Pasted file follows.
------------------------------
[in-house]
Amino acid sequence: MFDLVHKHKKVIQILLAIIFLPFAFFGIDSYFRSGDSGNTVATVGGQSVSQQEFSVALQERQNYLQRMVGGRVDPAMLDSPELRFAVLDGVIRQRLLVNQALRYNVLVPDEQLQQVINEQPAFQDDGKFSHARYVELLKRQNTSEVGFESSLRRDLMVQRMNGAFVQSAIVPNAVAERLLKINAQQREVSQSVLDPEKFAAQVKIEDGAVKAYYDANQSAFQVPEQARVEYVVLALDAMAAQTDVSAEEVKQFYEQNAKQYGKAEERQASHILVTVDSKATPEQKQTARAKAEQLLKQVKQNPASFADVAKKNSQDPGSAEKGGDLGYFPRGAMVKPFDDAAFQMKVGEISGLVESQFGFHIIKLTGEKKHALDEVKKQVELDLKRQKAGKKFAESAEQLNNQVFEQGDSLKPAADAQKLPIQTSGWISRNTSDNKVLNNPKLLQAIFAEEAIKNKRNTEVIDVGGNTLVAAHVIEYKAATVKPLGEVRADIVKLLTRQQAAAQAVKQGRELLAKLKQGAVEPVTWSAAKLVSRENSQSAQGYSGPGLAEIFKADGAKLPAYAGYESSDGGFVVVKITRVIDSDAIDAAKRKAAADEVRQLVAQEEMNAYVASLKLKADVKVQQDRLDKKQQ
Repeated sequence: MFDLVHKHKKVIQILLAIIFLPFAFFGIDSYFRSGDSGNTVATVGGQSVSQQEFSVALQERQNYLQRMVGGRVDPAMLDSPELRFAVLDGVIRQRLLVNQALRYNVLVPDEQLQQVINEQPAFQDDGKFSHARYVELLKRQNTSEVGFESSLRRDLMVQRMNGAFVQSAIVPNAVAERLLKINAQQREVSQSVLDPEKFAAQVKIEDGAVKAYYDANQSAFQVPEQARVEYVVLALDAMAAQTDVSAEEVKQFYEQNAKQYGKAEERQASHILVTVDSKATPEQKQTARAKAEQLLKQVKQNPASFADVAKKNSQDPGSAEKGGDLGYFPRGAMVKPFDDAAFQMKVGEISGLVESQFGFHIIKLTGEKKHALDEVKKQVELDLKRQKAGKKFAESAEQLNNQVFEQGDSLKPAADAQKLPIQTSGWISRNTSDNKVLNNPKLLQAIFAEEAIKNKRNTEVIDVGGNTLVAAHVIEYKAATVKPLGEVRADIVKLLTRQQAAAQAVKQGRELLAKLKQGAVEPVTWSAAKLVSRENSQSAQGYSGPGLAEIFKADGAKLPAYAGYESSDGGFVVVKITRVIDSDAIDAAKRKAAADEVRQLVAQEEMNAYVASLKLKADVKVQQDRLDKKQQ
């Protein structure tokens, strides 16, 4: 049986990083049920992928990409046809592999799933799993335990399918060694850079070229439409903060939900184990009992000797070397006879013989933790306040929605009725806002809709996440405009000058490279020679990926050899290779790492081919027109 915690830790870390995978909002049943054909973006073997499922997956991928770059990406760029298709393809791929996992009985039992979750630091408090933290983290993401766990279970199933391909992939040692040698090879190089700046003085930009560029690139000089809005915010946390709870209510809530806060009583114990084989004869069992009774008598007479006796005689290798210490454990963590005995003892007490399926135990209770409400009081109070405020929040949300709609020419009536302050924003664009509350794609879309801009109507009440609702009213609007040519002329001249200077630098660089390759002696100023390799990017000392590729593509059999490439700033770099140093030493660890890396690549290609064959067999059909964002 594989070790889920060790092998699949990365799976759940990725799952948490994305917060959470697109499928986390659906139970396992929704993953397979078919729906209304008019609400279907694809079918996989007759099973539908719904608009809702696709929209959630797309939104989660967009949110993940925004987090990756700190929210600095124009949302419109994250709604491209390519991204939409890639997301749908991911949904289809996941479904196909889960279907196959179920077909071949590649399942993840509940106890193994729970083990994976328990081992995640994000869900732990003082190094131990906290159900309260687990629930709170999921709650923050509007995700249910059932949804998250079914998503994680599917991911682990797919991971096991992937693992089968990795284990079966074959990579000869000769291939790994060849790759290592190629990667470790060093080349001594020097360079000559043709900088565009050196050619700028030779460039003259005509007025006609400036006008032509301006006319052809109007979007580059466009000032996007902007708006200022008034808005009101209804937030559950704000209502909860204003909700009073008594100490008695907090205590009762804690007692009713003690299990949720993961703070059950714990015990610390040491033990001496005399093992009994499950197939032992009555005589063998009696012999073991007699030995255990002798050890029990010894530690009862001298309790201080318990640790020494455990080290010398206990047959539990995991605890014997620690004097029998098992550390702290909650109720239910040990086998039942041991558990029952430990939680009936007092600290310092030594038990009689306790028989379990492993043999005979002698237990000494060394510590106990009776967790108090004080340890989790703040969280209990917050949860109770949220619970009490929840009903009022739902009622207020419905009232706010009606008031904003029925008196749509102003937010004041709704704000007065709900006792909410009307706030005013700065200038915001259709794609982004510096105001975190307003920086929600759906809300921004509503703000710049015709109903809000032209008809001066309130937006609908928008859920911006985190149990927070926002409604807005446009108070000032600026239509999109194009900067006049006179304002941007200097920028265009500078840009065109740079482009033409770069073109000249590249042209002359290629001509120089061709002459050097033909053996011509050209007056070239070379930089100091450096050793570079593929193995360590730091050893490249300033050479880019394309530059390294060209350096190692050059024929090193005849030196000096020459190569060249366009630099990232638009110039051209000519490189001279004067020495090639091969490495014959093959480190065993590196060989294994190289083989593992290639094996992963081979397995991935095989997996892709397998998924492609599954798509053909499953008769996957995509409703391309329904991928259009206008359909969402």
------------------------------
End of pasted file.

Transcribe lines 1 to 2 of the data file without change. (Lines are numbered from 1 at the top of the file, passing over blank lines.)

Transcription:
[in-house]
Amino acid sequence: MFDLVHKHKKVIQILLAIIFLPFAFFGIDSYFRSGDSGNTVATVGGQSVSQQEFSVALQERQNYLQRMVGGRVDPAMLDSPELRFAVLDGVIRQRLLVNQALRYNVLVPDEQLQQVINEQPAFQDDGKFSHARYVELLKRQNTSEVGFESSLRRDLMVQRMNGAFVQSAIVPNAVAERLLKINAQQREVSQSVLDPEKFAAQVKIEDGAVKAYYDANQSAFQVPEQARVEYVVLALDAMAAQTDVSAEEVKQFYEQNAKQYGKAEERQASHILVTVDSKATPEQKQTARAKAEQLLKQVKQNPASFADVAKKNSQDPGSAEKGGDLGYFPRGAMVKPFDDAAFQMKVGEISGLVESQFGFHIIKLTGEKKHALDEVKKQVELDLKRQKAGKKFAESAEQLNNQVFEQGDSLKPAADAQKLPIQTSGWISRNTSDNKVLNNPKLLQAIFAEEAIKNKRNTEVIDVGGNTLVAAHVIEYKAATVKPLGEVRADIVKLLTRQQAAAQAVKQGRELLAKLKQGAVEPVTWSAAKLVSRENSQSAQGYSGPGLAEIFKADGAKLPAYAGYESSDGGFVVVKITRVIDSDAIDAAKRKAAADEVRQLVAQEEMNAYVASLKLKADVKVQQDRLDKKQQ